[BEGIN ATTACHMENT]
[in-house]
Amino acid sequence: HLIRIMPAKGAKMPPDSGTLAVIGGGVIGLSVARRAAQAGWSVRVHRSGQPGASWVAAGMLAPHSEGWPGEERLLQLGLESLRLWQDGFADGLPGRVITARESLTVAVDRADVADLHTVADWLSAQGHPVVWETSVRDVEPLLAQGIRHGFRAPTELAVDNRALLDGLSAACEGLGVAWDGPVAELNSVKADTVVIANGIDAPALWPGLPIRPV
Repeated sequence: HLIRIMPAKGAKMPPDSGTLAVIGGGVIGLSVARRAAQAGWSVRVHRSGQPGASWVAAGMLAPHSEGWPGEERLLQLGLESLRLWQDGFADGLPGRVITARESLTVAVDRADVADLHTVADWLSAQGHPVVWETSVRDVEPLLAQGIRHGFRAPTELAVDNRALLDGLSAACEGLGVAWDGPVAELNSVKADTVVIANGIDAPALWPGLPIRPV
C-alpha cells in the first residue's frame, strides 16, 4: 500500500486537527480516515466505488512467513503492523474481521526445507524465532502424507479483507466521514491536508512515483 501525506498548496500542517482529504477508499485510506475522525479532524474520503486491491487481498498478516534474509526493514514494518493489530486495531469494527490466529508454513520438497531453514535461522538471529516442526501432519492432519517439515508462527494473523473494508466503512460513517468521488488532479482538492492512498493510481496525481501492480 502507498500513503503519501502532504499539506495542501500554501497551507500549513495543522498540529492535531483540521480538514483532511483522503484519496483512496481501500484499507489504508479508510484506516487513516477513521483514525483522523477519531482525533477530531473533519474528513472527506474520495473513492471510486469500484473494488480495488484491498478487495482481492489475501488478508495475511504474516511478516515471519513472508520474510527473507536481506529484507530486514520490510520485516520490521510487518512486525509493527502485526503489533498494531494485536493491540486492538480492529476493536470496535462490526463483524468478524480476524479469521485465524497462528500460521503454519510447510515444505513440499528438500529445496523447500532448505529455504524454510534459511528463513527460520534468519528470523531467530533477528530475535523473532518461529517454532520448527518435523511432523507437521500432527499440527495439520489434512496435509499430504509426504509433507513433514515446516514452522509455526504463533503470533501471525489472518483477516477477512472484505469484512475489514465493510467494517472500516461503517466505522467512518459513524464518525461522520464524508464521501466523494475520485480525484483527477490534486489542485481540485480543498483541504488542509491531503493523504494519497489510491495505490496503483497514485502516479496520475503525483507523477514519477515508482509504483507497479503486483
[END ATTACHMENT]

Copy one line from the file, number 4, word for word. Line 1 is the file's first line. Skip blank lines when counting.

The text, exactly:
C-alpha cells in the first residue's frame, strides 16, 4: 500500500486537527480516515466505488512467513503492523474481521526445507524465532502424507479483507466521514491536508512515483 501525506498548496500542517482529504477508499485510506475522525479532524474520503486491491487481498498478516534474509526493514514494518493489530486495531469494527490466529508454513520438497531453514535461522538471529516442526501432519492432519517439515508462527494473523473494508466503512460513517468521488488532479482538492492512498493510481496525481501492480 502507498500513503503519501502532504499539506495542501500554501497551507500549513495543522498540529492535531483540521480538514483532511483522503484519496483512496481501500484499507489504508479508510484506516487513516477513521483514525483522523477519531482525533477530531473533519474528513472527506474520495473513492471510486469500484473494488480495488484491498478487495482481492489475501488478508495475511504474516511478516515471519513472508520474510527473507536481506529484507530486514520490510520485516520490521510487518512486525509493527502485526503489533498494531494485536493491540486492538480492529476493536470496535462490526463483524468478524480476524479469521485465524497462528500460521503454519510447510515444505513440499528438500529445496523447500532448505529455504524454510534459511528463513527460520534468519528470523531467530533477528530475535523473532518461529517454532520448527518435523511432523507437521500432527499440527495439520489434512496435509499430504509426504509433507513433514515446516514452522509455526504463533503470533501471525489472518483477516477477512472484505469484512475489514465493510467494517472500516461503517466505522467512518459513524464518525461522520464524508464521501466523494475520485480525484483527477490534486489542485481540485480543498483541504488542509491531503493523504494519497489510491495505490496503483497514485502516479496520475503525483507523477514519477515508482509504483507497479503486483